The second repair is an extension of the first repair by creating thick layer plate (0.06 × 0.06 × 0.01) that covers not only the hole but also the regions around it. The model was built by SOLID95 elements as illustrates in Figure 5. The reason for using SOLID95 elements instead of SHELL elements is the same as for the first repair method.

The third repair method is called “Handy Removal” and is based on removing the corrosion by mechanical means. The removal geometrical model situation is shown in Figure 6.

Comparison between the repairs above and the influence of pitting corrosion on material strength will be discussed in Section 5.

The Bernoulli Euler equations of deflection and bending stress respectively are given by:

(1)

while is the deformation as function of axis and is the second moment of inertia.

(2)

while is the bending moment and is the maximum perpendicular distance to the neutral axis that in our case is .

Substitution of and in Relations (1)-(2)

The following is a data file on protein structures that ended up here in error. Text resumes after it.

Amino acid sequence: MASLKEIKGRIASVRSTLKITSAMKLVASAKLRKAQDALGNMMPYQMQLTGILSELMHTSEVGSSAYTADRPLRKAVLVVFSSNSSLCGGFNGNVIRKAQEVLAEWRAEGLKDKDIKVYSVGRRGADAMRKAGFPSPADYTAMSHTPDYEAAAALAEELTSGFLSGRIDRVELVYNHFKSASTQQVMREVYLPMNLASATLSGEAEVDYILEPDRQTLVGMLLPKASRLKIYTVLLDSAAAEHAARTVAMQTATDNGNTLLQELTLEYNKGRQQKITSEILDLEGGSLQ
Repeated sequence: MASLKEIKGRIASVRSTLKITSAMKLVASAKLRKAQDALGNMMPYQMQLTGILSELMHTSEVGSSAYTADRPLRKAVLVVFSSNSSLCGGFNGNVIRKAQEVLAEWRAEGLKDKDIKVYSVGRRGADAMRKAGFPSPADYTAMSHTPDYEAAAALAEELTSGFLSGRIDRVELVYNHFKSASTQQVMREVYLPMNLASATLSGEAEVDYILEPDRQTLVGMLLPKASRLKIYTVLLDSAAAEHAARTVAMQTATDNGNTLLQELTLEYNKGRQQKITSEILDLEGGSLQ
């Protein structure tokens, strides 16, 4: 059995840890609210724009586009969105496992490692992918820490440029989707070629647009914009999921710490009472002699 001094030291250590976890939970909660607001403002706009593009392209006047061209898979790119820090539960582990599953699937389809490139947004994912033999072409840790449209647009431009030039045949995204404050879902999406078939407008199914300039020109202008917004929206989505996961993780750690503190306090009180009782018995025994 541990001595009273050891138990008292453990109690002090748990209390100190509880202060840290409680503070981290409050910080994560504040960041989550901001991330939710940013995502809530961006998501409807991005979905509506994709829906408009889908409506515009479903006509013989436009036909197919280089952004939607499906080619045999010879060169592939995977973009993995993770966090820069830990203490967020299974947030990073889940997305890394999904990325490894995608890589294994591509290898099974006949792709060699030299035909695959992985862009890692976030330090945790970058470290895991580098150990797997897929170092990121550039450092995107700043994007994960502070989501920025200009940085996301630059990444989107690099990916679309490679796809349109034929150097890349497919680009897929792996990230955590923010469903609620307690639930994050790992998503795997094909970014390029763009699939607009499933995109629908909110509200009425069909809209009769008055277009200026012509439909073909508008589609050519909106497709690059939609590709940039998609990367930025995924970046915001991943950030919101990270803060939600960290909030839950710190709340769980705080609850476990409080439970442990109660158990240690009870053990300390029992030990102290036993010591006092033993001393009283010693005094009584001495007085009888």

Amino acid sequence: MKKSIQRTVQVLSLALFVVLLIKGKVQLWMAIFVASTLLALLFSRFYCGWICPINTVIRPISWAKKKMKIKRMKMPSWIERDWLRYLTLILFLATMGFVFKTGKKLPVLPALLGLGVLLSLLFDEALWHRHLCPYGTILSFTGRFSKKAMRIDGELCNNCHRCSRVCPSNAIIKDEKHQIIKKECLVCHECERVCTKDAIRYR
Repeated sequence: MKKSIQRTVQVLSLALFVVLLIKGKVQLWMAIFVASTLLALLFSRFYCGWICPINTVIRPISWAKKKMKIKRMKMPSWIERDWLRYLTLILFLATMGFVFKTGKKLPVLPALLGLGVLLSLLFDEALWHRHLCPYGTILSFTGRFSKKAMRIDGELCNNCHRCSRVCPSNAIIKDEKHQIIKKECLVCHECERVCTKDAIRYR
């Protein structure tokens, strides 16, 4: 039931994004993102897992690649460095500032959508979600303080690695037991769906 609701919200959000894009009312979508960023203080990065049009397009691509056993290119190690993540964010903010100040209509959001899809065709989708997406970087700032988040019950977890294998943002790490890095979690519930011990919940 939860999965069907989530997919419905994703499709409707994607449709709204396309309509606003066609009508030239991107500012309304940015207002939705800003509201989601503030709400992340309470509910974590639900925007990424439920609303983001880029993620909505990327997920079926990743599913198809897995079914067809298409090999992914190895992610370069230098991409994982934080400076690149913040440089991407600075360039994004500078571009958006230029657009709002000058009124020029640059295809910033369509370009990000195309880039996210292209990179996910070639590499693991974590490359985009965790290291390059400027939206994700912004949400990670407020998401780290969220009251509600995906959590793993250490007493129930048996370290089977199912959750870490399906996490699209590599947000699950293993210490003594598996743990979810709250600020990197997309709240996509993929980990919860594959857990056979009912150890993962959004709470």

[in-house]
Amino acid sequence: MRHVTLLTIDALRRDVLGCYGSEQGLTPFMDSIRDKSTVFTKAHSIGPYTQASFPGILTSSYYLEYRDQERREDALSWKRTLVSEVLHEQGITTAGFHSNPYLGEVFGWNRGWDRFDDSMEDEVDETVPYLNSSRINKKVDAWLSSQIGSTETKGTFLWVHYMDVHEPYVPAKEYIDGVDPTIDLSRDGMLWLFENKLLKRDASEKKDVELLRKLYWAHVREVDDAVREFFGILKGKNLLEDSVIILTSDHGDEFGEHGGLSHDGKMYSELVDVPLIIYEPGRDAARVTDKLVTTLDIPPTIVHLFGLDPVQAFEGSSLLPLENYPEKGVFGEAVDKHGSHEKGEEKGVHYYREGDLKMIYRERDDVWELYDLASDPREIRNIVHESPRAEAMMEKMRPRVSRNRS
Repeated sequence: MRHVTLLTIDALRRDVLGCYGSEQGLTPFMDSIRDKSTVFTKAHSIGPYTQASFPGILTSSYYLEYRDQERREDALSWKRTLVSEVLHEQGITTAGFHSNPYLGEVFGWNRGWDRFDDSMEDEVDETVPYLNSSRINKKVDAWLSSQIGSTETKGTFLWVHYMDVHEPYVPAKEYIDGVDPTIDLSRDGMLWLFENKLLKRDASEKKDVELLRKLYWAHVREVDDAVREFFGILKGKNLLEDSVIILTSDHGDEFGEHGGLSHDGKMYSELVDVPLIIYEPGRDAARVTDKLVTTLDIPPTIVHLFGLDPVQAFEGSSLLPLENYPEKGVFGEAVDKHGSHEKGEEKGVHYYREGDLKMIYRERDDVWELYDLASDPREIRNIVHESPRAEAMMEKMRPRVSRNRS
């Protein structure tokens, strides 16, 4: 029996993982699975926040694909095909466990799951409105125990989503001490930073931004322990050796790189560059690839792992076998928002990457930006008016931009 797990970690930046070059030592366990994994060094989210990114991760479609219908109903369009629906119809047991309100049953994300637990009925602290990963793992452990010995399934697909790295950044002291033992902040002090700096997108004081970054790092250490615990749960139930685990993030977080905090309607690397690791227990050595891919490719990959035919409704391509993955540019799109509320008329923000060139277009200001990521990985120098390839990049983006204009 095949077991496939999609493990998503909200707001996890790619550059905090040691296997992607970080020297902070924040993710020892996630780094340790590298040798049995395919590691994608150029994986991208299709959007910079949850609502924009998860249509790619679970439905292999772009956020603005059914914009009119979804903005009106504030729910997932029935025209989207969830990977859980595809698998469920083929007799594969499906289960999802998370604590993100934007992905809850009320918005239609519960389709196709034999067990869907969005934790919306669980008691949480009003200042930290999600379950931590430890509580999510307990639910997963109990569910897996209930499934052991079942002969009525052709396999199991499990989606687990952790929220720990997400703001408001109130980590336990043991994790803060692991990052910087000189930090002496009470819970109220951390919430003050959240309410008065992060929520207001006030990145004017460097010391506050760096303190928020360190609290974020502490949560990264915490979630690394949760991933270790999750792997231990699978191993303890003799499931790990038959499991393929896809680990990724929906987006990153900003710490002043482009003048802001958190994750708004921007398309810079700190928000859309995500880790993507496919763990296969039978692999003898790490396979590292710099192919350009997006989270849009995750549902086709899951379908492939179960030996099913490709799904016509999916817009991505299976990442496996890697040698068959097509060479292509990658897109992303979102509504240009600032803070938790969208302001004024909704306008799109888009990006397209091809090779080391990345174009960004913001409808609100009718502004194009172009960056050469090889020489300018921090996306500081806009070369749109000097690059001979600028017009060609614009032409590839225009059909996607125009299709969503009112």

while leads to:

(3)

(4)

Comparison between Bernoulli-Euler theory (Equations (3) and (4)) and pitting corrosion F. E. model for the stress and deflection will be will be made in the next sections.

4. Model Calibration

In order to make credible comparison to Bernoulli-Euler theory, model calibration should be made. The F. E. model calibration is made of SOLID95 elements and no

(a)(b)(c)(d)

Figure 3. (a)-(d) Mesh discretization of the first repair model by solid elements.

corrosion pitting is modeled. The model is bounded in one end and the other end is subjected to a bending force on its area. The displacement in axis Y direction (see Figure 7) and principal stress simulates deflection and bending stress, respectively.

F. E. model together with maximum deflection and principal stress results are presented in Figure 7. It seems that the error is negligible for principal stress (2%) and for the maximum deflection it is zero (“0”% error—the numerical calculation has its own accurate limit). As a result, the model calibration assumption is valid.